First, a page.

TAYLOR: You’ve gone from zero to 100, working with French Montana and getting compliments from Elton John. When you reflect back on this past year, how does it feel?

ALMA: I haven’t had time to stop and think about all the things that have happened but it’s just crazy. I’m super glad and super honored that people like me. It’s just crazy. Also as a Finnish person that has never happened. I’m the only one from Finland, so it just feels super good.

TAYLOR: I saw that you and Jesse were listening to t.A.T.u.

ALMA: Yeah, I love them.

TAYLOR: What do you love about them?

ALMA: Every time I go to Finland, I go to flea markets and I just buy albums. I saw that album and I was like, “Fuuuuck, I need to buy this!” I just love how rebellious they are. Like, they’re from fucking Russia and they’re talking about lesbian love and crazy stuff that you shouldn’t be saying in Russia, you know? It’s dangerous and I love when people are making super risky moves—especially females. I really hope that they make a comeback.

TAYLOR: Do you remember when you first heard their music?

ALMA: I was in Finland, I was like seven or eight. I couldn’t understand that much but I just felt the energy, then a couple years later I started to understand what they’re saying and I loved them even more.

TAYLOR: I’m wondering if you can explain what the name of your mixtape, Heavy Rules, means?

ALMA: Heavy Rules. Do you wanna know? [laughs] Okay, this is a funny story. I went to a flea market and I bought this heavy metal cap and it said “heavy rules” on it. That’s where I got the mixtape name. It’s like, heavy metal rules. Heavy rules—I think that it has two meanings. It also means there are super heavy rules in the world right now and I’m breaking them.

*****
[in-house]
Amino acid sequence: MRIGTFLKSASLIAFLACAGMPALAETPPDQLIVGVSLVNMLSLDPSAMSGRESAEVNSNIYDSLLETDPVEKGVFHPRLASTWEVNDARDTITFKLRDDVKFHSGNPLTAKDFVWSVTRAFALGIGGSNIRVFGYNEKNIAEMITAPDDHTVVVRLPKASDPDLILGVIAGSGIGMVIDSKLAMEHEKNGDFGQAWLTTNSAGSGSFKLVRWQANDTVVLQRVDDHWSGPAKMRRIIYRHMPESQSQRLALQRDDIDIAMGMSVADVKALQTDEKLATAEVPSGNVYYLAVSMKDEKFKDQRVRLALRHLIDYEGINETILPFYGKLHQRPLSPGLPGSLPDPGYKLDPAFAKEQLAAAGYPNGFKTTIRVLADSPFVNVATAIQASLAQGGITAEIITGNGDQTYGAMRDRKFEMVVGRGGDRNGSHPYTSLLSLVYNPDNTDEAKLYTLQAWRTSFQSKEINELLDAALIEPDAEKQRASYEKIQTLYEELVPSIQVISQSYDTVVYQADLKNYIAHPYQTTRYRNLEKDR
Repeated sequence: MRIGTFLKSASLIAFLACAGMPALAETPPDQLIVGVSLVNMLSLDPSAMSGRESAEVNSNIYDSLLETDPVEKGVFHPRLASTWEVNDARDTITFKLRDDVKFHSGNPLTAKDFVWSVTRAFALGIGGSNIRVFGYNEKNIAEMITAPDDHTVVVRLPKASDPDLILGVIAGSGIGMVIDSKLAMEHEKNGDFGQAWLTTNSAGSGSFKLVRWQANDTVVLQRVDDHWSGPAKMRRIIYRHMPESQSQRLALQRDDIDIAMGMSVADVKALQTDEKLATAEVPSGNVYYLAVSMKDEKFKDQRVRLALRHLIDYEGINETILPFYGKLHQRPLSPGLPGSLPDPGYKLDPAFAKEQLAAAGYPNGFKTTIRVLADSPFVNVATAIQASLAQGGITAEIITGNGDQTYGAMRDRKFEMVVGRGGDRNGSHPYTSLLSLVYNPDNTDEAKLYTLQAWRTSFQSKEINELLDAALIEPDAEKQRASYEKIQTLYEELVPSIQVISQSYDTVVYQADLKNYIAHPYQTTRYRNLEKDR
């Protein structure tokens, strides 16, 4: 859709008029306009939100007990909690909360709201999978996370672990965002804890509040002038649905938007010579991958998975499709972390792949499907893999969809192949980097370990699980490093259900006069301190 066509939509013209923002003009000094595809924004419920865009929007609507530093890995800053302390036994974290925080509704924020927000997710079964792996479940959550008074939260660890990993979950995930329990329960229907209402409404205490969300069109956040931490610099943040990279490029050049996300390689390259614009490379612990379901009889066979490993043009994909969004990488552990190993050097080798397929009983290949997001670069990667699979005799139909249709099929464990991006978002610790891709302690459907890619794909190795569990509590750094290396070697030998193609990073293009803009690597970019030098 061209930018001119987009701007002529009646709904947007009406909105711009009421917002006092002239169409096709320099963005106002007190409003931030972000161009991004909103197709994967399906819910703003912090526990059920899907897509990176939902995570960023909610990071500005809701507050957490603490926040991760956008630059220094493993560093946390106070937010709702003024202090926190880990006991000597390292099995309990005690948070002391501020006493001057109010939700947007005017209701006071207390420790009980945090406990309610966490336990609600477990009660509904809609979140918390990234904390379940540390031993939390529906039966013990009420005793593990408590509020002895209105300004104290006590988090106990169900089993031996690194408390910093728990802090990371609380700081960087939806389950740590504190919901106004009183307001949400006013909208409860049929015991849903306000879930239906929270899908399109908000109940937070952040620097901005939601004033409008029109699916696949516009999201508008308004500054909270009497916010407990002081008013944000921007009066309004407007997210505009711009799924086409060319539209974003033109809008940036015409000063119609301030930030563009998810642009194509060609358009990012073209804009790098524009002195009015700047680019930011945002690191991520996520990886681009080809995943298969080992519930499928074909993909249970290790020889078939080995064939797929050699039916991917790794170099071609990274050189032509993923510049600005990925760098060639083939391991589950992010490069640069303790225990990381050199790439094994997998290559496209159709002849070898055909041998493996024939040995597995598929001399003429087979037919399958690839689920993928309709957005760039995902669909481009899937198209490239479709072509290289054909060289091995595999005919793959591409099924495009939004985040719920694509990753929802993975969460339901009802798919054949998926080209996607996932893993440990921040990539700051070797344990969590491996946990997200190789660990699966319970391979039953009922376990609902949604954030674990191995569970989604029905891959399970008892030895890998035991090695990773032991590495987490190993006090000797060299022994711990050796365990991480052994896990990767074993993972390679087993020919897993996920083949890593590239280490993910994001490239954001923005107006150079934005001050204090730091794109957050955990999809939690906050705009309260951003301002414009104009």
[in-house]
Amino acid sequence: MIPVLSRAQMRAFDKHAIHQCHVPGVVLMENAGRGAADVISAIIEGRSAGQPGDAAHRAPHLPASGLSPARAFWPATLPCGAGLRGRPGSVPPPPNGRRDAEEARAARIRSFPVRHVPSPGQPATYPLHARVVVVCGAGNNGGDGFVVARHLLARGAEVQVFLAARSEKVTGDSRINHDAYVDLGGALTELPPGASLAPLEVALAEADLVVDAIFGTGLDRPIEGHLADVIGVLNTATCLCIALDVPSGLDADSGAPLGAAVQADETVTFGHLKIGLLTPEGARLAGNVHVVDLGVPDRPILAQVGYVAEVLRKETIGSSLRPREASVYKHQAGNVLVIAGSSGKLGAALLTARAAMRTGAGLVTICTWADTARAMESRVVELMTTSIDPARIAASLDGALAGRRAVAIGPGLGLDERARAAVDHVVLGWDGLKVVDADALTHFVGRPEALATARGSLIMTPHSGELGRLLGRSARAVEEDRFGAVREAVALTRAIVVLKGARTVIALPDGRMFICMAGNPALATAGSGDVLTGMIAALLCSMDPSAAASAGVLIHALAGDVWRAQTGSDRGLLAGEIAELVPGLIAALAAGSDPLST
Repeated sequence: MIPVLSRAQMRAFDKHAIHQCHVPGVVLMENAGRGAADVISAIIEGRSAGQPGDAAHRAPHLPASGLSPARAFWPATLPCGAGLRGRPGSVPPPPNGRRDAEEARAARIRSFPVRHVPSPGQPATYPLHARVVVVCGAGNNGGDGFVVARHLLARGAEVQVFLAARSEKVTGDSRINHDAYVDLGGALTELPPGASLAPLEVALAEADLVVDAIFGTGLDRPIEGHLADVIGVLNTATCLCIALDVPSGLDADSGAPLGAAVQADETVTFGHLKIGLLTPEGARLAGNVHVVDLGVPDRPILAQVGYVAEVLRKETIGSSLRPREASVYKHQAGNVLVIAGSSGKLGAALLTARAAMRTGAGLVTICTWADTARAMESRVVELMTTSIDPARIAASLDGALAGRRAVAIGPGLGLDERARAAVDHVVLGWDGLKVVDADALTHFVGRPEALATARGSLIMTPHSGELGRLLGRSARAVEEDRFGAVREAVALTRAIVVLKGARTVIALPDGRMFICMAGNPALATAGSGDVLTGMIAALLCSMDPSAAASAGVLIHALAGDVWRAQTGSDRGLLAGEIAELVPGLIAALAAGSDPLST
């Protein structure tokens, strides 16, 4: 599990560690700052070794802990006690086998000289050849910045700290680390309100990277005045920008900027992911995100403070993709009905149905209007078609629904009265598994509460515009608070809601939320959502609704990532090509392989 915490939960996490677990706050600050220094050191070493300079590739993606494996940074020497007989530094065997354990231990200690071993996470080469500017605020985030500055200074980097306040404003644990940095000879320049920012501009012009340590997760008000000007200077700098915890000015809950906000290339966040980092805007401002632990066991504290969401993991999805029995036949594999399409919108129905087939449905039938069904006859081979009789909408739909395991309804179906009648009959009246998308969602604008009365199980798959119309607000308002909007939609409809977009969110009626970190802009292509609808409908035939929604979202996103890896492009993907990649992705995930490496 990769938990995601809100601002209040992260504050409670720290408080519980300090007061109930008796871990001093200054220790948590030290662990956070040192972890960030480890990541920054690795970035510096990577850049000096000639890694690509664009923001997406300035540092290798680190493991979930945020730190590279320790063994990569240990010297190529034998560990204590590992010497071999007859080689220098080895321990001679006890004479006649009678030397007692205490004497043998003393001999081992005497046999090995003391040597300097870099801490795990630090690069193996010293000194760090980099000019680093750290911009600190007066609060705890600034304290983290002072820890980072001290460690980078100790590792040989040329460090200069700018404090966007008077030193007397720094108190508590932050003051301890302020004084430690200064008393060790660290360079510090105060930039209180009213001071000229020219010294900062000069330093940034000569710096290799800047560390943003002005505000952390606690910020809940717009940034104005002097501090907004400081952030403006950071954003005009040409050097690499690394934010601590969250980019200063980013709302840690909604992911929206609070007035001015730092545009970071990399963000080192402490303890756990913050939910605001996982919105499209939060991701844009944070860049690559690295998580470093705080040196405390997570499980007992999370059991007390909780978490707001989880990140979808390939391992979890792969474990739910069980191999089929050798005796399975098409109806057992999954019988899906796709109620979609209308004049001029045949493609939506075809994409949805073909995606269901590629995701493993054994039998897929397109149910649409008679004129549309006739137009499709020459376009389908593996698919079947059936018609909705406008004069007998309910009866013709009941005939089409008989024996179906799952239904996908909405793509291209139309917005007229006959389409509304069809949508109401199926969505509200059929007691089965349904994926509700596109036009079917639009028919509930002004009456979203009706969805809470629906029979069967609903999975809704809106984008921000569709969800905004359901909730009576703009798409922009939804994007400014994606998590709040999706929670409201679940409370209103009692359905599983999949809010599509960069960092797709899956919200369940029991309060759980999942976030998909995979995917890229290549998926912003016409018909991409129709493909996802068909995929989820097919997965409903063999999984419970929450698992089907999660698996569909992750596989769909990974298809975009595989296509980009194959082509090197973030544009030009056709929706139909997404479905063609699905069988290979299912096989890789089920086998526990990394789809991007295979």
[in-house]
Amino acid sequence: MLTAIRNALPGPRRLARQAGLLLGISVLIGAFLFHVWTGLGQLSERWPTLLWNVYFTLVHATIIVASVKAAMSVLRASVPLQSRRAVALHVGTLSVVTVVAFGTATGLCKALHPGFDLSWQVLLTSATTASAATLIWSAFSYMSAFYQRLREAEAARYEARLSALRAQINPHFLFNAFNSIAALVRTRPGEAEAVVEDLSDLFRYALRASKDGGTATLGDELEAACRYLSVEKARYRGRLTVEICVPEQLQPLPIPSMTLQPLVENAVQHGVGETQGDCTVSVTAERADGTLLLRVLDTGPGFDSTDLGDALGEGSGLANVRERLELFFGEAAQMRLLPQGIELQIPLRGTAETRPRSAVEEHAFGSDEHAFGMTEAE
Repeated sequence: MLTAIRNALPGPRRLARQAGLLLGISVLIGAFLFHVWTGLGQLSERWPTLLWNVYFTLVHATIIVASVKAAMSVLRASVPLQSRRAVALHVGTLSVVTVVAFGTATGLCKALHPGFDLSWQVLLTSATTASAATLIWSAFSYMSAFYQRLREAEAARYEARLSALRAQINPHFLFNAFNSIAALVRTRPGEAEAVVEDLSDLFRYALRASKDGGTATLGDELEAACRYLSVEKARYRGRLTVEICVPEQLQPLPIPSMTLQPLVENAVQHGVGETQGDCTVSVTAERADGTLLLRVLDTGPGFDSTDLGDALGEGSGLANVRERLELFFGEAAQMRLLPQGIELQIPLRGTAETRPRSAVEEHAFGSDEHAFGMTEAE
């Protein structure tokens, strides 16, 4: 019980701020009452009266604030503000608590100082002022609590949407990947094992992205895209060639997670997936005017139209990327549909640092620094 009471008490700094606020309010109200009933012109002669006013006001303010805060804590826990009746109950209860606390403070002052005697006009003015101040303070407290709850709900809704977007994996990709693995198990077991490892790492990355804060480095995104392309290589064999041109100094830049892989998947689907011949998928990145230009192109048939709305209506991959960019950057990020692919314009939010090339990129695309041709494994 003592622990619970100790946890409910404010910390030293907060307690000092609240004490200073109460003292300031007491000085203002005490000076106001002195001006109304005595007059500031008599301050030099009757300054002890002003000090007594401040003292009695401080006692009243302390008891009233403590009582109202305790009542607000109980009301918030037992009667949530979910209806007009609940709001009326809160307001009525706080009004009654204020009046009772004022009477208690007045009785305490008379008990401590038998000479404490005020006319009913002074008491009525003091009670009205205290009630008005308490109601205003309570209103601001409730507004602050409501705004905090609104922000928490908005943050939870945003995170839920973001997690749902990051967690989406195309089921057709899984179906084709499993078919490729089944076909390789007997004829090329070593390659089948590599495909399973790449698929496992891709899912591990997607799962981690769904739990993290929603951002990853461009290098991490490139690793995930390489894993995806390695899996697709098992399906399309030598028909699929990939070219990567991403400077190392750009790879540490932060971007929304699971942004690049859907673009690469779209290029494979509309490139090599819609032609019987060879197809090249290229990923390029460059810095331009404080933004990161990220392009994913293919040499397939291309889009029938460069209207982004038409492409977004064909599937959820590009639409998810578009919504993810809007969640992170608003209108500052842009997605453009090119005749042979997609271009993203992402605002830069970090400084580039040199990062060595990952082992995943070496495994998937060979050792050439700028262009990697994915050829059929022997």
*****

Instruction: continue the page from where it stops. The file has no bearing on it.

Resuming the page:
TAYLOR: How would you say that you’re breaking rules?

ALMA: I think just because I’m different to how other pop artists look—at least I feel that way. I’m a bit different to what the pop girls are at the moment. I would love to see different kinds of women on the pop charts just making music because I’m super fed up with just seeing super pretty girls singing nice songs, you know?

TAYLOR: How do you decide who to work with?

ALMA: Me and Charli [XCX] started chatting on Twitter and then we met at a party and that’s how I started working with Charli and Tove Lo. And I wanted to work with [songwriter] Justin [Tranter] so I contacted him and Jesse [Saint John]. I love Jesse. I just like to work with people that I like and I can have fun with.

TAYLOR: Tove Lo has a very explicit stance on sexuality and singing about sex. Do you ever want to sing about sexuality and owning your sex?

ALMA: Yeah. I think Tove Lo is doing the sexual thing in a good way, I think it’s super fun. I would say someday. I don’t know how to write about sex yet. I’m too young [laughs] but, definitely someday because sex is nice.